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01 August 2011

Experts investigate best way to treat cardiac arrest

The University of the West of England, the Great Western Ambulance Service NHS Trust (GWAS) and University Hospitals Bristol NHS Foundation Trust, will conduct an investigation to ensure paramedics employ the best possible techniques when treating a patient who has suffered a cardiac arrest.

Over the next year, a pilot study funded by the National Institute for Health Research (NIHR) Research for Patient Benefit programme will take place to find out which approach to rescue breathing is most likely to improve patient survival. The results from this study will be used to inform a large national study that will determine future guidelines to be used nationally and internationally.

Working with paramedics from Great Western Ambulance Service NHS Trust (GWAS), the researchers will test the efficacy of three different approaches and/or tools to manage a patient's airway during cardiopulmonary resuscitation (CPR). CPR is a combination of rescue breathing and chest compression.

Professor Jonathan Benger from UWE and Consultant in Emergency Medicine at University Hospitals Bristol NHS Foundation Trust,  recently cited as one of the top emergency doctors in a Times survey, is leading the project. He explains, "When the heart stops outside hospital, this is a dire medical emergency and a major cause of sudden death. Emergency ambulance teams attend several calls daily to treat people in cardiac arrest and it is important that the most effective techniques are employed and best tools used to provide the best chance of patient survival.  At the moment outcomes remain poor with most patients not surviving.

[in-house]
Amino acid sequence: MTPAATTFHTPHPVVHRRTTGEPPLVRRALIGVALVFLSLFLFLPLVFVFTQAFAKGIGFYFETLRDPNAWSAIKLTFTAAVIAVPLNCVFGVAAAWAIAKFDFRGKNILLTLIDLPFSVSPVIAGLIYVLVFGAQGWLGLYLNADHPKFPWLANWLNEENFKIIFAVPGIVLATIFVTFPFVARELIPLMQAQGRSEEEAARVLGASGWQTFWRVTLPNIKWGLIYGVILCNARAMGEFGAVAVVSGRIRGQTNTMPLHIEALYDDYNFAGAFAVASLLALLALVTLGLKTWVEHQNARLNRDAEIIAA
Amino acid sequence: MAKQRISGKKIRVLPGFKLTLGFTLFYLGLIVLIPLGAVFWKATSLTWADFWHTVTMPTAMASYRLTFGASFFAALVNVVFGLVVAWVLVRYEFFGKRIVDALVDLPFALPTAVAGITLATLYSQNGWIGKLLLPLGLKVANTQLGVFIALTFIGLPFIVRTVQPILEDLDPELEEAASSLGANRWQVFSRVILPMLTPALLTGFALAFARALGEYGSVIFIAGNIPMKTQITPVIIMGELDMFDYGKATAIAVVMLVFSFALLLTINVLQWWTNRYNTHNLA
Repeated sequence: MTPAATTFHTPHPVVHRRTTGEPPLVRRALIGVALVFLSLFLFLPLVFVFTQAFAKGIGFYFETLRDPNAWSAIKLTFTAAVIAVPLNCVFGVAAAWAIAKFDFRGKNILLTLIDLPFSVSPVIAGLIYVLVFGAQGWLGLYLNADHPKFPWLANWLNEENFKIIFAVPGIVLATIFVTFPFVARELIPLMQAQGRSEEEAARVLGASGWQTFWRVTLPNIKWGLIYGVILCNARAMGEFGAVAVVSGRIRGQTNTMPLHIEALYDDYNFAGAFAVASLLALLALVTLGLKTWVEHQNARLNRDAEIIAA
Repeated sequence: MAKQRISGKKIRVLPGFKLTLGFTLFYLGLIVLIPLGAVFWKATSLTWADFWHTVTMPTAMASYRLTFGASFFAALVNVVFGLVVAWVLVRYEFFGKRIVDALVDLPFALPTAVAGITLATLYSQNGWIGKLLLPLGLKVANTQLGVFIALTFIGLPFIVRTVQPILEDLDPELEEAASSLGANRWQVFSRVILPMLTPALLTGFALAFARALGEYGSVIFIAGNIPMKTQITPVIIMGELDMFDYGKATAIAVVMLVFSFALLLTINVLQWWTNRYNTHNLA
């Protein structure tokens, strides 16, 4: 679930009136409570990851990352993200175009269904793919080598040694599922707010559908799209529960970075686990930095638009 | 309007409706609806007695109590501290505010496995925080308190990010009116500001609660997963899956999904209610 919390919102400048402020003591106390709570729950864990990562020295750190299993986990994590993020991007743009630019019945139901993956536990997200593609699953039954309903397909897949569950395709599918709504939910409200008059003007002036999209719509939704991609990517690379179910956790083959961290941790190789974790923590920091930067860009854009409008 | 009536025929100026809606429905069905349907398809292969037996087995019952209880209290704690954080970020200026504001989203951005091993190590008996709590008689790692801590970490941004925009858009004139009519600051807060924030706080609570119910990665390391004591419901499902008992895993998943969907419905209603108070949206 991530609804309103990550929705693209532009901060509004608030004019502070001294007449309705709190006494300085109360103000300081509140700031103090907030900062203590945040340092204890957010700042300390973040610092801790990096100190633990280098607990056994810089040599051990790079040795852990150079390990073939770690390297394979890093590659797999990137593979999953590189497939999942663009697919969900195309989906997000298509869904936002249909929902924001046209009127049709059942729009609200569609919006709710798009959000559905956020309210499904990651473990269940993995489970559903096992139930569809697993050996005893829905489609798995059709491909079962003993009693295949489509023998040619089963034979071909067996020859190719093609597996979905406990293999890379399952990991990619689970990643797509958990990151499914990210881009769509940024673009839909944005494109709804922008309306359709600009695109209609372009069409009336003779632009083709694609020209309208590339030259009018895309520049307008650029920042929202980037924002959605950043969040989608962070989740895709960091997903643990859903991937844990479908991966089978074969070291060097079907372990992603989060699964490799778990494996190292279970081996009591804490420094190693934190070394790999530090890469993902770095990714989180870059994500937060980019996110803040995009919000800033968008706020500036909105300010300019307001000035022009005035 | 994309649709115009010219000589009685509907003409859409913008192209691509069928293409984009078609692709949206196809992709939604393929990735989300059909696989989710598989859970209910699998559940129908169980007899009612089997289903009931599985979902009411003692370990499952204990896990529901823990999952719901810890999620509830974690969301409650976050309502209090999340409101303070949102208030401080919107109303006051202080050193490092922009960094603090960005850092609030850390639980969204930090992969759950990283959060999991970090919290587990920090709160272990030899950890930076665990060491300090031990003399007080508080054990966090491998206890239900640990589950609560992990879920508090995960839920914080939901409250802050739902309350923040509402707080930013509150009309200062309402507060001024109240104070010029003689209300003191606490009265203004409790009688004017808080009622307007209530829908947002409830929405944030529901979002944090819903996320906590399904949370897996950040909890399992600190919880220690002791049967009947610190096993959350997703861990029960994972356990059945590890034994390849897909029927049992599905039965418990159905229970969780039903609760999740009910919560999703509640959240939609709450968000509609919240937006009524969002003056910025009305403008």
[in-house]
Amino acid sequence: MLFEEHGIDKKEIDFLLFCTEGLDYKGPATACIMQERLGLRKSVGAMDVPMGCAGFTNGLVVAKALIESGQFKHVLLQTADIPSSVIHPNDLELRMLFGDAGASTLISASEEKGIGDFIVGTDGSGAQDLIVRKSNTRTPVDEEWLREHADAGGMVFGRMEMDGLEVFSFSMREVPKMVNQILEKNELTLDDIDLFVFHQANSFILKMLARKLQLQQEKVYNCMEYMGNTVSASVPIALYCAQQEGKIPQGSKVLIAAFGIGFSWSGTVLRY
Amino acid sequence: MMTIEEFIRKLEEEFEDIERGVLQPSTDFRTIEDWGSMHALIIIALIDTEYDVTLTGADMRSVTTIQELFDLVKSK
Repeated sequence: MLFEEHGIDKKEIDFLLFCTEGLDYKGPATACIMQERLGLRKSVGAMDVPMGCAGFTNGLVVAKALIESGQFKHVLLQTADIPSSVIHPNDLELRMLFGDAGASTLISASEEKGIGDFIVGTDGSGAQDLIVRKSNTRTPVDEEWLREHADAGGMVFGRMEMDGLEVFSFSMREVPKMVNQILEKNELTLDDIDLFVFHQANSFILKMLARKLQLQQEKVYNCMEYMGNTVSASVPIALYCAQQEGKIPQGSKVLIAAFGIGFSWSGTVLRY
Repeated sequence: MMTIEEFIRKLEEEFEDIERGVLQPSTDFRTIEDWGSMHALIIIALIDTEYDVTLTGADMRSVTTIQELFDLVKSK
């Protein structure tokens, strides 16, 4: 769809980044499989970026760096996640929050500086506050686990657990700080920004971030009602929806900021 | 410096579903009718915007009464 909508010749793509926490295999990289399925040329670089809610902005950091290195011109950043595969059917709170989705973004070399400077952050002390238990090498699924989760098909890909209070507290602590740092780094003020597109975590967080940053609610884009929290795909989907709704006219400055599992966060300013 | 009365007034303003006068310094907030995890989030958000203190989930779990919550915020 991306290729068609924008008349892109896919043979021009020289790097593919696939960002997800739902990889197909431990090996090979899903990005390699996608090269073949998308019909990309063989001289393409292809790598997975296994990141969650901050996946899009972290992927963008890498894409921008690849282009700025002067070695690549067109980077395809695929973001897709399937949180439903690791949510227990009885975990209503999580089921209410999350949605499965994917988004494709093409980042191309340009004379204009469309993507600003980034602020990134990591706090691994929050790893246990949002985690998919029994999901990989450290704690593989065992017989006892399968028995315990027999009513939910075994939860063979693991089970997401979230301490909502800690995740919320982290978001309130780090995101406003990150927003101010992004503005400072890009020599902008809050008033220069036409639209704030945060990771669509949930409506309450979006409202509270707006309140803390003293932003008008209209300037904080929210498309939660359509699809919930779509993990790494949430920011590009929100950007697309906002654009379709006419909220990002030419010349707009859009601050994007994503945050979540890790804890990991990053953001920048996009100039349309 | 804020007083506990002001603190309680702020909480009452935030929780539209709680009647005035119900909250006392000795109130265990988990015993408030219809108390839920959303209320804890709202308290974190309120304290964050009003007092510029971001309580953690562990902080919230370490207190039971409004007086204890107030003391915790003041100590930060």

"Prompt CPR saves lives by preventing damage to a patient's brain and other organs, and effective airway management is a fundamental component of this.

"Until now placing a breathing tube in the windpipe (tracheal intubation) has been considered the best form of pre-hospital airway management, but sometimes attempting intubation can cause significant complications and interruptions in chest compression.

"National recommendations advocate using newer supraglottic airway devices (SADs) which are quicker to insert and cause minimal interruption to chest compressions. The two most promising SADs used in hospitals, but not currently in pre hospital treatment, are the i-gel manufactured by Intersurgical and LMA Supreme®. The devices are used in the upper airway, they are easy to use and cause less disruption in chest compression.

Paramedic teams from GWAS will receive structured education on CPR and rescue breathing; one group will be taught how to use the Intersurgical i-gel, one group the LMA Supreme® and one group will continue as usual. Each group will have consented to taking part in the research project.

GWAS Medical Director and Chief Operating Officer Dr Ossie Rawstorne says:  "GWAS is keen to continue its involvement in research and this study will provide evidence to support the best care for patients suffering out-of-hospital cardiac arrest. Pre-hospital ambulance care has changed significantly in the last 30 years and continues to do so. GWAS is committed to remaining at the forefront of these developments and participation in such research ensures the service and its dedicated staff are able to provide the best care and treatment for patients wherever and whenever they need us."

Professor Benger concludes, "We will be pioneering a new research model on a small scale that will, if successful, be rolled out for a national study that will then  go on to shape future guidelines and be of benefit to cardiac arrest patients in the UK and internationally.

"The findings from this pilot study will teach us important lessons in conducting research in this way. We are interested to learn if we can answer our questions by trialling techniques in a challenging area of clinical care."